HEARING TIPS

How to Protect Your Ears From Loud Music

Woman enjoying music with headphones but protecting her hearing.

Individuals who work in loud surroundings such as construction sites or at heavy metal concerts are not the only ones impacted by noise related hearing loss. Recreation associated noise exposure can be just as dangerous as work related noise exposure. What kind of exposure are we dealing with? Music, gaming, streaming video or anything that you would listen to through earbuds or headphones.

You might be alarmed to discover that a mobile device can get that loud. The ordinary pain threshold for human hearing is roughly 150 db which is in the range of these devices. This is the volume where noise starts to literally cause pain in your ears. So what can you do to safeguard against this type of noise-related loss of hearing?

It’s significant here to think about the volume. Listen with the volume at or below 60% for no more than 60 minutes each session (how long you listen for also matters), this is called the 60/60 rule.

Your Hearing Aids Can be Set up For Music

If you wear hearing aids, you’re more than likely streaming your mobile device right to your hearing aids, so make certain the volume is not too loud or that you’re not trying to drown out other sounds with your music. And there are better ways to listen to music so ask us about that also. If you’re a musician or real music aficionado you may have recognized that most hearing aids are programmed to sharpen the quality of voices…not necessarily music. We might be able to make adjustments to decrease feedback and noise while maximizing some frequency to better the quality of sound when listening to music.

How to Pick The Right Headphones

If you don’t have hearing aids, there are many options for purchasing headphones. There are some things to consider, even though it’s largely a matter of personal preference.

Over-the-Ear Headphones

While the foam-covered earpieces that came with your old Walkman are mostly no longer used, over-the-ear headphones have had a resurgence. They have lots of choices in color and style, are often endorsed by celebrities, and can be unexpectedly expensive. And unlike those little foam pads, these go over the whole ear, limiting outside sounds.

Conventional wisdom is that these are less dangerous than in-ear headphones because the source of the sound is further from your eardrum. But the reality is they’re usually able to reach louder sound than their smaller kin, the speakers are much bigger. Noise cancellation can be a helpful thing as long as you’re not missing useful sounds like an oncoming automobile. But on the positive side, you don’t have to contend with outside noise so you can listen to your music at lower volumes.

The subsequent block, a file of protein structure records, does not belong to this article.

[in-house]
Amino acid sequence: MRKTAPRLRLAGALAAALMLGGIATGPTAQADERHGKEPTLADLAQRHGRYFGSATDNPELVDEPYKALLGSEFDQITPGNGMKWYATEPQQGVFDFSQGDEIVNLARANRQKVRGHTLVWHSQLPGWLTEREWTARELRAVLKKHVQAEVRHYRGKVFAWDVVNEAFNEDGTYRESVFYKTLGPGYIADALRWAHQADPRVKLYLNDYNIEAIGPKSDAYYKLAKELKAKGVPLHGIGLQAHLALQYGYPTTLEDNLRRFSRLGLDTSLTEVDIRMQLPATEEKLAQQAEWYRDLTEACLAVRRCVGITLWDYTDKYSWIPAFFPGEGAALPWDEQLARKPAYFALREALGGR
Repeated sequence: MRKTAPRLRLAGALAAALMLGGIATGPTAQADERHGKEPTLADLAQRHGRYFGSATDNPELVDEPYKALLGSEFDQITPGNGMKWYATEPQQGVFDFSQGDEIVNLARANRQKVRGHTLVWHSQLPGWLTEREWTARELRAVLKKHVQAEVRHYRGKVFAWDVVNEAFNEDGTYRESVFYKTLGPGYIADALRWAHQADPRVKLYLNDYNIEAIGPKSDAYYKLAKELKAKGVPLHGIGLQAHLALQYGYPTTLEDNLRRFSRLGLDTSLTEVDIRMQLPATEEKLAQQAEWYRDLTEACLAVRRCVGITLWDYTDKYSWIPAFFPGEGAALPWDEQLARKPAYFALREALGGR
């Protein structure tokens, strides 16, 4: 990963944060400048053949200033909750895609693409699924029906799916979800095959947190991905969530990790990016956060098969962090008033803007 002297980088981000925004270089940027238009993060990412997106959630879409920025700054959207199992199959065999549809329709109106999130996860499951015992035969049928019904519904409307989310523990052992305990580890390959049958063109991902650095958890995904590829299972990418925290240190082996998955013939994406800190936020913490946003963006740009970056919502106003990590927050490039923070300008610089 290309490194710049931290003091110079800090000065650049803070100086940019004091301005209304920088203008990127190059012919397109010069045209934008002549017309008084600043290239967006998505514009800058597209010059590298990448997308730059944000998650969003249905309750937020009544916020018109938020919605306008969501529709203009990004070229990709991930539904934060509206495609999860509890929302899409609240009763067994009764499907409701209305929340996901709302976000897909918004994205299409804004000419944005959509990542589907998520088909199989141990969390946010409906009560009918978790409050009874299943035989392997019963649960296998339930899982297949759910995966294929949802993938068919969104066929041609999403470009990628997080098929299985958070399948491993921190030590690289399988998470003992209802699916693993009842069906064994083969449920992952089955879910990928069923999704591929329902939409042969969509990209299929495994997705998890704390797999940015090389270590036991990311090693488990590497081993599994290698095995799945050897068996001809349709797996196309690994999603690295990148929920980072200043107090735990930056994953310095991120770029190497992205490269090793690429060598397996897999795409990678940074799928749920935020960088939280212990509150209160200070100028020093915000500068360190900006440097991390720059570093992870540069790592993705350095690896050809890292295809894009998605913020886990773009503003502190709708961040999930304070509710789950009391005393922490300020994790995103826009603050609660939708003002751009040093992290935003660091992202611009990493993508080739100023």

Earbuds

The standard earbuds that come with devices like iPhones are known for their inferior sound quality, though lots of people still use them because hey, they were included with the phone. Plus, with newer versions that lack a headphone jack, sticking with Apple’s earbuds can simply be easier.

The drawback, aside from the poor sound quality, is that basic earbuds don’t block outside noises, so you’re more likely to crank up the sound level. It’s generally believed that placing earbuds so close to your eardrum is the primary concern but it’s really the volume.

Noise Blocking Earbuds

More comfortable than standard earbuds, models with a round rubber tip are the choice of many because they help obstruct outside sound. The rubber molds to the shape of your ear, producing a seal that stops other sounds from entering. But these earbuds can also block out sounds you need to hear and volume is still the main concern. And if you use hearing aids, clearly these won’t work for you.

Several pairs may have to be tested before you find headphones that meet your needs. Your expectations, acoustically, will be different dependant on what type of use you normally give them. Listening to your music at a safe volume and finding headphones that assist you in doing that is essential.

How to be Certain Your Hearing is Safeguarded

Is it Safe, How Can I be certain? If you use a smartphone, you can get an app for that, you can get the National Institute for Occupational Safety and Health’s free Sound Level Meter app. There are different apps you can get, but studies has found that the reliability of these other apps is hit-and-miss (additionally, for whatever reason, Android-based apps have been shown to be less precise). That prompted NIOSH to develop their own app. You can measure outside sounds with the app, but it’s also possible to measure the sound coming from your device’s speakers, so you will learn precisely how much volume your ears are getting. It’s a little bit of work, but putting in place these types of preventative measures can help safeguard your hearing.

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